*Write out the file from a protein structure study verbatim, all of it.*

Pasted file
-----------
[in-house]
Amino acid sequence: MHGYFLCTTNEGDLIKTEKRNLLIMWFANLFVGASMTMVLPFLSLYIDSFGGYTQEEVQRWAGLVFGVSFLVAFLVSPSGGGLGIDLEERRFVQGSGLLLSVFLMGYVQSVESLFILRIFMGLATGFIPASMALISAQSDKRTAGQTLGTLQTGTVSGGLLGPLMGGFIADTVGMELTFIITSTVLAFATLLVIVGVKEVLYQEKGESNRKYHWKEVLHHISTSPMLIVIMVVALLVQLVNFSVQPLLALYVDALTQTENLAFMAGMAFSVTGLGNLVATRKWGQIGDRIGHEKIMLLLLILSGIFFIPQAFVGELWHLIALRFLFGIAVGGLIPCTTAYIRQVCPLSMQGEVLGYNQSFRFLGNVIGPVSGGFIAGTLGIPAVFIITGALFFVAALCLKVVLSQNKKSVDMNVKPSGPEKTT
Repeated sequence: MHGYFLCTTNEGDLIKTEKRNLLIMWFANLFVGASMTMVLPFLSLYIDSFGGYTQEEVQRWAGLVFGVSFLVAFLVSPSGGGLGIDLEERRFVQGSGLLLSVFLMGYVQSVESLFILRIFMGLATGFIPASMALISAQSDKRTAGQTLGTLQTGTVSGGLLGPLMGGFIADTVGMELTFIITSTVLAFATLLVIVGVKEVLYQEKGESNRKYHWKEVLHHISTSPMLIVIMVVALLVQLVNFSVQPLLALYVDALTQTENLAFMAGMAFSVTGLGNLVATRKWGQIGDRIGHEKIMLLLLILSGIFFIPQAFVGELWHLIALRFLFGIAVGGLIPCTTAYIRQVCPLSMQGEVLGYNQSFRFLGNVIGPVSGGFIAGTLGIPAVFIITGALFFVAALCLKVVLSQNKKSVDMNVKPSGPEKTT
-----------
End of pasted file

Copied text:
[in-house]
Amino acid sequence: MHGYFLCTTNEGDLIKTEKRNLLIMWFANLFVGASMTMVLPFLSLYIDSFGGYTQEEVQRWAGLVFGVSFLVAFLVSPSGGGLGIDLEERRFVQGSGLLLSVFLMGYVQSVESLFILRIFMGLATGFIPASMALISAQSDKRTAGQTLGTLQTGTVSGGLLGPLMGGFIADTVGMELTFIITSTVLAFATLLVIVGVKEVLYQEKGESNRKYHWKEVLHHISTSPMLIVIMVVALLVQLVNFSVQPLLALYVDALTQTENLAFMAGMAFSVTGLGNLVATRKWGQIGDRIGHEKIMLLLLILSGIFFIPQAFVGELWHLIALRFLFGIAVGGLIPCTTAYIRQVCPLSMQGEVLGYNQSFRFLGNVIGPVSGGFIAGTLGIPAVFIITGALFFVAALCLKVVLSQNKKSVDMNVKPSGPEKTT
Repeated sequence: MHGYFLCTTNEGDLIKTEKRNLLIMWFANLFVGASMTMVLPFLSLYIDSFGGYTQEEVQRWAGLVFGVSFLVAFLVSPSGGGLGIDLEERRFVQGSGLLLSVFLMGYVQSVESLFILRIFMGLATGFIPASMALISAQSDKRTAGQTLGTLQTGTVSGGLLGPLMGGFIADTVGMELTFIITSTVLAFATLLVIVGVKEVLYQEKGESNRKYHWKEVLHHISTSPMLIVIMVVALLVQLVNFSVQPLLALYVDALTQTENLAFMAGMAFSVTGLGNLVATRKWGQIGDRIGHEKIMLLLLILSGIFFIPQAFVGELWHLIALRFLFGIAVGGLIPCTTAYIRQVCPLSMQGEVLGYNQSFRFLGNVIGPVSGGFIAGTLGIPAVFIITGALFFVAALCLKVVLSQNKKSVDMNVKPSGPEKTT